The Pickleworm Has Arrived


Hmmm, what is this gooey clearish gunk on my cucumbers? It seems to be coming out of this little hole…

pickleworm frass

There’s a worm on my cucumber!!

pickleworm on cucumber

It can be a bit disconcerting to decide to enjoy one of  your fresh cucumbers and discover that a caterpillar beat you to it.

The first sign that you have a pickleworm problem is the clearish frass (technical term for poop).

There are some ways to deal with these freeloaders, though.

1. Super Organic: Eat the cucumber, worms and all. Embrace your inner insectivorous self.

2. Mildly Organic: Wash the cucumber and cut off the wormy part. If you harvest your cucumbers little and often, they will not have gotten very far into the cuke. Slice it up and serve in a Fresh Cucumber Tomato Salad with Basil.

To prevent the moths from laying eggs on them again, you can cover them with netting at night (when the moths are actively laying eggs) and remove it early morning so the bees can pollinate the crop

Alternatively, my Michelle from Pensacola Permaculture said that she had good results from rubbing off the faded flower once the cuke had been pollinated.

3. Organic: Spray with neem oil. For more organic ideas, including this one, click here.

4. Not Very Organic: Spray plants with Drano. Unfortunately, this method renders the cucumber unfit for human consumption, kills the host plant, and it is not recommended that you even attempt to grow anything in that spot ever again.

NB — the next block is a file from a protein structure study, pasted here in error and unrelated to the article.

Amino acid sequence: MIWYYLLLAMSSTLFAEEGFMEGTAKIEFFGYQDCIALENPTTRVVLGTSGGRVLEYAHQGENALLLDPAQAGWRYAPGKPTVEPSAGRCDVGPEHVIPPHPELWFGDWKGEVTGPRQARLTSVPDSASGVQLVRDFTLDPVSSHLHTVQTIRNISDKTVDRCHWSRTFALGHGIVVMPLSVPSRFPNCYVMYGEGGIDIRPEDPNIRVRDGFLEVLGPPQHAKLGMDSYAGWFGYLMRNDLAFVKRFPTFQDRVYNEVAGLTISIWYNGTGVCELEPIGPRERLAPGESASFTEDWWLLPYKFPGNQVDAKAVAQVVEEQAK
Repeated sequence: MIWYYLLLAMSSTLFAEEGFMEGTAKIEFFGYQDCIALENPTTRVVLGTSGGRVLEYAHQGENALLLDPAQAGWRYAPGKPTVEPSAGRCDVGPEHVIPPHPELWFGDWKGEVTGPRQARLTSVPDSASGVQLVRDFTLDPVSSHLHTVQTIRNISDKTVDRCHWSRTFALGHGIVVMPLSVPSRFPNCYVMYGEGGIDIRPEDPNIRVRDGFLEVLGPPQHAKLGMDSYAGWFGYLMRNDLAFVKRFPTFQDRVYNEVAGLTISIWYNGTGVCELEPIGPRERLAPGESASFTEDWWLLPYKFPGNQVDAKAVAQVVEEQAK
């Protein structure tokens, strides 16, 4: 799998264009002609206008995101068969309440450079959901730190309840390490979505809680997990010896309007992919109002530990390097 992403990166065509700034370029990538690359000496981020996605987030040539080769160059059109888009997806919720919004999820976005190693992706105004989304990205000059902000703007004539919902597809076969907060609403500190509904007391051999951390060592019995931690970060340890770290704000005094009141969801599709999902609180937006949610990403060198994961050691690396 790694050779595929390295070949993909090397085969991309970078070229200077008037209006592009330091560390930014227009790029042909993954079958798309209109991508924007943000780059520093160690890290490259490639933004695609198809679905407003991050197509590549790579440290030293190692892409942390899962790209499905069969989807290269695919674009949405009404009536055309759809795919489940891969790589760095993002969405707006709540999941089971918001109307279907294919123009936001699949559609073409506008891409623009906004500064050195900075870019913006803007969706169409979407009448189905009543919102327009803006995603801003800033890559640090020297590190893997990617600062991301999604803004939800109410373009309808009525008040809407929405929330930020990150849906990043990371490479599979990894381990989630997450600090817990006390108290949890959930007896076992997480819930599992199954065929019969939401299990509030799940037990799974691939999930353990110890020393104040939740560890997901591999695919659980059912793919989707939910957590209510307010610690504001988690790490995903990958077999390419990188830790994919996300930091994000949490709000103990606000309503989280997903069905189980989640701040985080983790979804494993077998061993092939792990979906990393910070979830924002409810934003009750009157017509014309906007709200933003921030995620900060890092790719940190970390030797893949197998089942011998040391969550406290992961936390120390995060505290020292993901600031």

5. Fit of Rage Revenge: Drench cucumbers in liquid radioactive waste. Not for amateurs. Very effective against those caterpillars, but seldom used due to going-to-jail concerns. Don’t garden in that block ever again, even if you don’t go to jail or die from the radiation yourself.

How do you deal with pickleworms in your cucumbers?

Personally, I just cut off the affected part and eat the rest. Apparently they migrate, and so if your plants survive through the infestation, you should get more once they move north.

I’ve had my fair share of them this year, and have still had enough to make some amazing refrigerator dill pickles!


2 responses »

  1. How many cucumber plants do you have? This is my third (?) attempt at cukes down here, and I seem to have the worst luck. I don’t get nearly enough to make pickles, and some of them turn into those weird half-pollinated cucumber balls. Granted, I don’t think the fact that my neighbor has hired a guy to come spray her yard with pesticides every two weeks is helping my pollinator situation either 😦

    • I have about 34 cucumber plants. I plant my cucumbers as early as I can in the spring so I can get cucumbers before the pests get them and before the powdery mildew kills them in the summer humidity. Yes, the pesticide being sprayed next door can definitely affect your situation as well. Try planting flowers around them to attract pollinators and natural predators.

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